In my thirty years of forming credit union collaborations, I have come to see common lessons, especially in multiply owned CUSOs providing one or more back office operational services. I examine twelve of those lessons in these types of CUSOs.
- Collaborations are usually born out of fear. Creating and maintaining collaborations is hard work and it takes a significant motivator to undertake the effort. Sometimes the motivation is opportunity but it is often fear. The fear of becoming obsolete in a world full of low cost and efficient competitors is real. Collaborations are created by those with the vision to see the challenges that lie ahead and understand the urgency to make changes while there is still time to act.
- Collaborations must overcome cultural and instinctive biases. Sharing resources and working together in a collaboration for the mutual benefit of the partners is a foreign concept in the for-profit business world. The success of a collaboration is not dependent upon the legal terms in a contract, rather it is the power of the owner/user model. All users of the collaboration own the collaboration. If there is a problem for a user, the owner fixes it. You would think credit union folks get this concept and many do but not all. It is an especially hard concept for examiners and lawyers.
- A collaboration is a relationship not a transaction. A collaboration will succeed if the partners view the relationship with the lens of the long term benefits and understand that all services are not “home runs” all the time. Constantly “hitting singles” will win you the game. Just as in a marriage, the key is to make adjustments to nurture the relationship between the partners and consider the effect of one’s actions on the other partners.
- Trust is the key to all collaborations. This is a trust that the partners share a belief of the importance of the collaboration, trust to meet the commitments made, trust to be truthful, trust to “have the back” of your partners; and trust to communicate to keep the partners aligned. Trust begins with the credit union CEO’s and, if successful, moves to the senior staff, the board and the rest of the staff. Many successful collaborations have begun when two or three credit union CEO’s decide that it is essential to obtain scale. They say to each other, “We have to do this and while all the details are not clear yet, we are committed and will find a way.” The collaboration will start off with a plan but the plan is constantly changing as the collaboration faces unforeseen issues to overcome. At some point, a collaboration requires a leap of faith grounded on trust. After it is formed a collaboration requires constant vigilance to protect it from adverse internal and external forces.
- A champion may create a collaboration but the institution must sustain it. Credit union CEO’s and boards change. The enduring collaborations will develop new champions within the credit unions to ensure its continued successful ongoing operation and benefits. Credit union boards will hire new CEO’s who fully support the collaboration.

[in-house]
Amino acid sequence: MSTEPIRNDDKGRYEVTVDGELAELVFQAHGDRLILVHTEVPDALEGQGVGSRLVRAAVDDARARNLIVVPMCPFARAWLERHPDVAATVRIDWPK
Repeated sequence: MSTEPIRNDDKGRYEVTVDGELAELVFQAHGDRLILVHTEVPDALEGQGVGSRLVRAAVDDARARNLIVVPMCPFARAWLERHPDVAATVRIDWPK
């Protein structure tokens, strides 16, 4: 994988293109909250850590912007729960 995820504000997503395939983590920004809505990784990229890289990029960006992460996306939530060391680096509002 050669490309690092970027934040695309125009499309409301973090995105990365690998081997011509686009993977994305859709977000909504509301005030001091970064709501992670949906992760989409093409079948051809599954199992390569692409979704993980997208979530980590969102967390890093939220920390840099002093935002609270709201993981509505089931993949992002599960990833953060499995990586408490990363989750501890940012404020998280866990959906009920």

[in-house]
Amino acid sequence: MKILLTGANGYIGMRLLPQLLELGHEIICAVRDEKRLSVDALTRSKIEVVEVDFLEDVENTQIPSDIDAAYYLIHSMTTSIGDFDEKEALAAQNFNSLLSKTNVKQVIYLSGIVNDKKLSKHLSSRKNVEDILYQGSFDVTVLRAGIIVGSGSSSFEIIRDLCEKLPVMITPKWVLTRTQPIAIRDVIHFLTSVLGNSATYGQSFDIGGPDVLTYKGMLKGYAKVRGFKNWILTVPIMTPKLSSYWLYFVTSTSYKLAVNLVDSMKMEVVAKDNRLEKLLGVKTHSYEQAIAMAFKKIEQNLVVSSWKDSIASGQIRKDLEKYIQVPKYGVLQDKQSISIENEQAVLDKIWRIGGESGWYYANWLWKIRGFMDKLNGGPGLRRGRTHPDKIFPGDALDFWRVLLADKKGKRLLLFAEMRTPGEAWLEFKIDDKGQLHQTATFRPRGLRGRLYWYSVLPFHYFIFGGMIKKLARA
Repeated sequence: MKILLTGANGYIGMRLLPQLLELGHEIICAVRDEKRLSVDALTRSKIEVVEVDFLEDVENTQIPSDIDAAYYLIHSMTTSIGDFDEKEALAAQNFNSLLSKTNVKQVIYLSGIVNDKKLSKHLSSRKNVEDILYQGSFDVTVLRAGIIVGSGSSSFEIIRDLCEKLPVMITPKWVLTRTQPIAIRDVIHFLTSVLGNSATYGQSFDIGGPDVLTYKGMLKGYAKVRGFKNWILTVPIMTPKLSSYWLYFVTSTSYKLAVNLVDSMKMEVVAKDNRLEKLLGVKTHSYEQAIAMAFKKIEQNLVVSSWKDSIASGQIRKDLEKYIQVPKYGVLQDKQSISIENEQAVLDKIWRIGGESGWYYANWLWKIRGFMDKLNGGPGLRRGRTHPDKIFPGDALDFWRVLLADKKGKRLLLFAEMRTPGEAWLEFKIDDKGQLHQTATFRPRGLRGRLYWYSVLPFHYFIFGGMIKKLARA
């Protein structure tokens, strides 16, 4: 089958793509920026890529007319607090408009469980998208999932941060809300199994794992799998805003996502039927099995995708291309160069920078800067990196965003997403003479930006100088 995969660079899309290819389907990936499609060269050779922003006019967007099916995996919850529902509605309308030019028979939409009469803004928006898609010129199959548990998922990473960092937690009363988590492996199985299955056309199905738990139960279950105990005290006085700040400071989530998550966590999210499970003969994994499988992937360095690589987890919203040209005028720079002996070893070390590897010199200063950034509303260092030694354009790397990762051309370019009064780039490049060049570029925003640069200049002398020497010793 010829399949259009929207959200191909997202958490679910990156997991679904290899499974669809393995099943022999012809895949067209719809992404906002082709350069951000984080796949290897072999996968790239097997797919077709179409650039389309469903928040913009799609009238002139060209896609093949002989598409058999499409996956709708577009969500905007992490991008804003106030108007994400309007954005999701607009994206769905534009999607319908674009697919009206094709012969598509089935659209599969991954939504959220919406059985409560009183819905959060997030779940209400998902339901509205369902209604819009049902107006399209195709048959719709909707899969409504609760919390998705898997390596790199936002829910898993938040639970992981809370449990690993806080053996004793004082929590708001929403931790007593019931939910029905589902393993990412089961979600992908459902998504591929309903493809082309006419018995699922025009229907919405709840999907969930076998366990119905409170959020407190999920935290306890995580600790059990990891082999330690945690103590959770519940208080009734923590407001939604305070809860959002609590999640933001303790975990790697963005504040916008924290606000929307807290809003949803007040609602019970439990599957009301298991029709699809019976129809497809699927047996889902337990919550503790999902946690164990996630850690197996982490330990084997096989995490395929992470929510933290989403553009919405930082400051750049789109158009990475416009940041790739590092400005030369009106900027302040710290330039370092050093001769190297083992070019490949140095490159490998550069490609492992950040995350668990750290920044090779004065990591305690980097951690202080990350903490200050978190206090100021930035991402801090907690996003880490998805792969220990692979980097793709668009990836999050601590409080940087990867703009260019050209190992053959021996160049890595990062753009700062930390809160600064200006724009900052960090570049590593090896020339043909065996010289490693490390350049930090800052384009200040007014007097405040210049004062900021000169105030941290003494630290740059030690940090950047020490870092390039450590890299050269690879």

- Scale by itself is not enough. Inserting a CUSO into a credit union’s operations actually adds costs unless the credit union adapts its internal business model. Credit unions must agree to use the same policies, documents, procedures and related vendors. It is only through standardization of the back office functions that scale enables the credit unions to achieve the efficiencies they seek. Doing more with less people is also key to saving money. Usually the CUSO employees will have higher levels of expertise that are now affordable given there are less employees with a more efficient process. The strategic thinking has to be elevated. A $250 million credit union in a collaboration with three other equal sized credit unions must think in terms of how a credit union with the scale of $1 billion operates. Significant benefits from collaborations require significant changes.
- Quantify the benefits of the collaboration so you will know how to maximize the benefits. You will be able to determine what services will have the “biggest bang for the buck” and what metrics will determine success. You will also know how many partners is an ideal number before the complications of running the collaboration make it counterproductive.
- For operational services, peer sized credit union partners each with an equal vote works best. Peer sized credit unions face similar problems that require common solutions.
- Developing a collaborative mindset is key. Determine what services are off-limits to collaboration (e.g., member facing services) and be open to collaborating on all other services with credit unions of like mind-set. When new services are considered, think of how new services might be enhanced if done through the collaboration and how that might help both your credit union and your partner credit unions.
- If the CUSO is providing a key service hire a person with CEO level capabilities to run the CUSO. If the CUSO is run by a person who has to be micro-managed daily by the credit union partners, the CUSO will be mired in mud. The CUSO CEO is accountable to the credit unions but he or she needs the ability to work effectively without constant supervision.
- Educate and communicate with the credit union boards and staff on the reasons for the collaboration and how the collaboration will affect their roles. The more education and communication there is, the more likely the changes will be accepted internally.
- Provide a means to unwind a collaboration. Nothing is permanent. If a partner wants out, the CUSO’s operating agreement should provide a means for the partner to disassociate in a manner that does not harm the collaboration and is fair to the disassociating partner.
Guy A. Messick, a/k/a The CUSO Guru, is an attorney with Messick Lauer & Smith in Media, PA and General Counsel to NACUSO.